Newly minted with a PhD in biology, Monica, who links to a couple of my posts on healthful fat, also dissects for you the differences in all the labeling concerning eggs.
Go take a look. There's a picture, too. And note: properly raised chickens are not vegetarians. They eat bugs of all sorts when allowed to forage in pastures and this is a huge source of proper nutrition for them; and it shows in the quality of the eggs they produce.
This also seems like a good time to dispense with some lunacy regarding the use of eggs; in particular, the practice of tossing out the yolk in order to have a "healthy" egg-white omelet. Bullshit.
…And Idiotic! And ignorant. This could go under the category of "is god stupid?" if you're a religious person. Otherwise, "is nature malevolent?" Here, presumably, you would have a good source of protein worthy of human consumption, packaged along with something that's trying to kill you.
Yea, eggs & chickens: trying to kill you. You're supposed to just eat the unappetizing "good" white and leave the tasty "bad" yolk part alone. Forbidden fruit. That'll teach you.
See? Moronic, huh? So how about some facts?
In the vastly spanning arena of publicly-circulated diet, health, and nutrition myths, eggs really–sorry, I can't resist–take a beating. People believe eggs are an unhealthy diet choice, that eggs will give them high cholesterol, ultimately that eggs should be drastically limited in or omitted from a healthy diet. None of this is true, yet most people unhesitatingly repeat such nutrition misinformation. […]
EGGS NUTRITION MYTH #1: Eating egg whites rather than whole eggs is the healthy diet alternative.
The nutritional value of egg whites is practically nil. The whites have about half an egg's protein content, yes, and almost all of its sodium. That's pretty much it, barring trace amounts of other nutrients. The healthiest diet, of course, operates by maximizing nutrition value with every bite. In this sense of nutrition, albumen is fairly pointless, particularly when contrasted with egg yolks.
From a nutrition standpoint, egg yolks are the most nourishing food. Period. They contain almost every mineral and vitamin the human diet requires… […]
EGGS NUTRITION MYTH #2: Eating eggs causes high cholesterol.
This sentiment is not merely an egg fiction. It's a mass-misunderstanding of how cholesterol works. Eggs just happen to be the most prominent innocent bystander… […]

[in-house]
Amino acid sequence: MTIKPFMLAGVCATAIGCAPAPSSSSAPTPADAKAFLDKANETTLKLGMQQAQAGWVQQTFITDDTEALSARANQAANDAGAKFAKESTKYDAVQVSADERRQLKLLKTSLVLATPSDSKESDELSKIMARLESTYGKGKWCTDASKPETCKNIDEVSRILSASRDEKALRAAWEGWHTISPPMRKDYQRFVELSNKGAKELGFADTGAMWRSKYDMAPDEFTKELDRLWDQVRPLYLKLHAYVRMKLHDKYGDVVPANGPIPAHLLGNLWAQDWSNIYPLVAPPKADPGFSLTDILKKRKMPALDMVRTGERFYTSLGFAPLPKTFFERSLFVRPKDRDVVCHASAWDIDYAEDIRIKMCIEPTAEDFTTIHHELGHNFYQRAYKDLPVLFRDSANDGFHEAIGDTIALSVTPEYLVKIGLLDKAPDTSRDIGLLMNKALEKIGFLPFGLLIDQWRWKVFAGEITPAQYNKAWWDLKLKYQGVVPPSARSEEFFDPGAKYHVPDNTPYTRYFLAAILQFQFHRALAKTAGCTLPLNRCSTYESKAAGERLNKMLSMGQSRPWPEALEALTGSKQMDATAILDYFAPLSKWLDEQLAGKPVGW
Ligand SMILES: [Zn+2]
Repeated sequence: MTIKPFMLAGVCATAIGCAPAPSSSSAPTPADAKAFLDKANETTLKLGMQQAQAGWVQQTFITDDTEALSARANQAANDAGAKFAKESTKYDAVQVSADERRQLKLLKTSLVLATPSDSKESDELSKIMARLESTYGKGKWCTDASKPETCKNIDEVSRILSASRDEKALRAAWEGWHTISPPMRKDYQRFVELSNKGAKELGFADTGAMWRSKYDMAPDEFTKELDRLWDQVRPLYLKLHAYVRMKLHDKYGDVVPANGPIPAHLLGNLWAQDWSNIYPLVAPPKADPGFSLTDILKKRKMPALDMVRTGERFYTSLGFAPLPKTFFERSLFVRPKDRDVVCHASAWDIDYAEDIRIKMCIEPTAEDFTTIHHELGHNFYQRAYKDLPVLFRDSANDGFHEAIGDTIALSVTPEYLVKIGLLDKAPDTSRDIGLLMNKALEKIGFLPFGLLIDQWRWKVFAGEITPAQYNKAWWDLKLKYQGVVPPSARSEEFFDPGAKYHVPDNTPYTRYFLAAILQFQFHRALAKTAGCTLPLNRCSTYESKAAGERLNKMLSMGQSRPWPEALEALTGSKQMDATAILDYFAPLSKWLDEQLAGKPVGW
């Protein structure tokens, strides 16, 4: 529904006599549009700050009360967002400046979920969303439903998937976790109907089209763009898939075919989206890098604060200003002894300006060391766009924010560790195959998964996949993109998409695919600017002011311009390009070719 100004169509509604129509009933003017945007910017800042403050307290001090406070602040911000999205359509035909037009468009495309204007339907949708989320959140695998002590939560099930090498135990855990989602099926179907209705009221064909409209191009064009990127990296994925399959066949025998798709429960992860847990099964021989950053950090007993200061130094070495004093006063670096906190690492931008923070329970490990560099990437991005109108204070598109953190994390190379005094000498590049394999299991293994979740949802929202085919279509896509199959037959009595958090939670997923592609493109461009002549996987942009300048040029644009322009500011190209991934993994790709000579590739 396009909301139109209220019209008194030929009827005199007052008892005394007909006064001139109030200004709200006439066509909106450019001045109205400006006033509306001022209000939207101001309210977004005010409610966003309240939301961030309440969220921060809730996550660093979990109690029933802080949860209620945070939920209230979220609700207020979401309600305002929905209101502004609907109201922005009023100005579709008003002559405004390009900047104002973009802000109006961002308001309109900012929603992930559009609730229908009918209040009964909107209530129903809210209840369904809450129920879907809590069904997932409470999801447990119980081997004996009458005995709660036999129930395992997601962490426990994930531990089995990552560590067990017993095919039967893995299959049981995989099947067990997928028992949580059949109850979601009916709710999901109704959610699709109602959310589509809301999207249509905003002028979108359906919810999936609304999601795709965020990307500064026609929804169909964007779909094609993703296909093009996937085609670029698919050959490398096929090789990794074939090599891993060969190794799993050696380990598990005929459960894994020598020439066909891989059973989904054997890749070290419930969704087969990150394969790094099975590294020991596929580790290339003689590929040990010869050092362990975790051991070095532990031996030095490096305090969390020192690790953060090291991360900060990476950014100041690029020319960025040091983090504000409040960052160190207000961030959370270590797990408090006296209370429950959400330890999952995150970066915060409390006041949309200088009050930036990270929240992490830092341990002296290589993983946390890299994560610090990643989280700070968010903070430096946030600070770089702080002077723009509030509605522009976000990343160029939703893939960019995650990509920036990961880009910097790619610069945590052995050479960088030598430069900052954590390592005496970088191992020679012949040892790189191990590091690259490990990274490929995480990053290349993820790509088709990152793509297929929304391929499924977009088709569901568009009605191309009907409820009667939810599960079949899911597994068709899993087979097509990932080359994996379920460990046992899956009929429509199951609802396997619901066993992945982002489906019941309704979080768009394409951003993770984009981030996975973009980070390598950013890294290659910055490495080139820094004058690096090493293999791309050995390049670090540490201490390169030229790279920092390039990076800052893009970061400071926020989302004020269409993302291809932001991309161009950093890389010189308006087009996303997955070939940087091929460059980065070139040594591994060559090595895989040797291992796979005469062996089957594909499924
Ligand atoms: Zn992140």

Roughly ¼ of your body's blood cholesterol comes from your diet. The other ¾ of blood cholesterol is produced by your body, and is entirely unrelated to food and cholesterol consumption in your diet.
And you shouldn't be anybody's fool about cholesterol and its effects, either. Even the pill pushers know it isn't true (note: it never was, and you should never forget that, or the wonderful nutrition you've been denying yourselves for decades because of an outright lie and knowing manipulations of data).
With JUPITER, cardiologists are finally acknowledging that the cholesterol hypothesis is unsupported. As Dr. James Stein, M.D., from the University of Wisconsin Medical School in Madison told Heartwire yesterday, he praised the JUPITER study for exposing that current therapeutic LDL-cholesterol levels are arbitrary, but more importantly, a poor indicator of cardiovascular risk. “Many patients with heart attacks have normal LDL-cholesterol values,” he said, adding that doctors and patients have been lulled into a false sense of security with normal LDL cholesterol levels. […]
As lead JUPITER investigator Dr. Paul M. Ridker, M.D., with the Center for Cardiovascular Disease Prevention at Brigham and Women's Hospital in Boston, and colleagues wrote: “Measurement of high-sensitivity C-reactive protein, an inflammatory biomarker that independently predicts future vascular events, improves global classification of risk, regardless of the LDL cholesterol level. We have previously shown that statin therapy reduces high-sensitivity C-reactive protein levels and that among healthy persons, patients with stable coronary disease, and those with the acute coronary syndrome, the magnitude of the benefit associated with statin therapy correlates in part with the achieved high-sensitivity C-reactive protein level."
One question these newly enlightened docs (about effin' time) might want to ask themselves is how they might deal with such widespread inflammation, marked by high levels of C-reactive protein, short of prescribing statins. Getting off grains (i.e., wheat and its gluten and other lectins primarily), refined sugar, highly processed vegetable oils, and crap food in general, all replaced with heavy doses of Real Food did the trick for me.
Later: It occurs to me to mention that eggs are also a decent source (yolk only!) of K2 Menatetrenone (MK-4), a vitamin that most are deficient in, and which now looks to possibly be so important as to protect against arterial calcification, and even reverse it.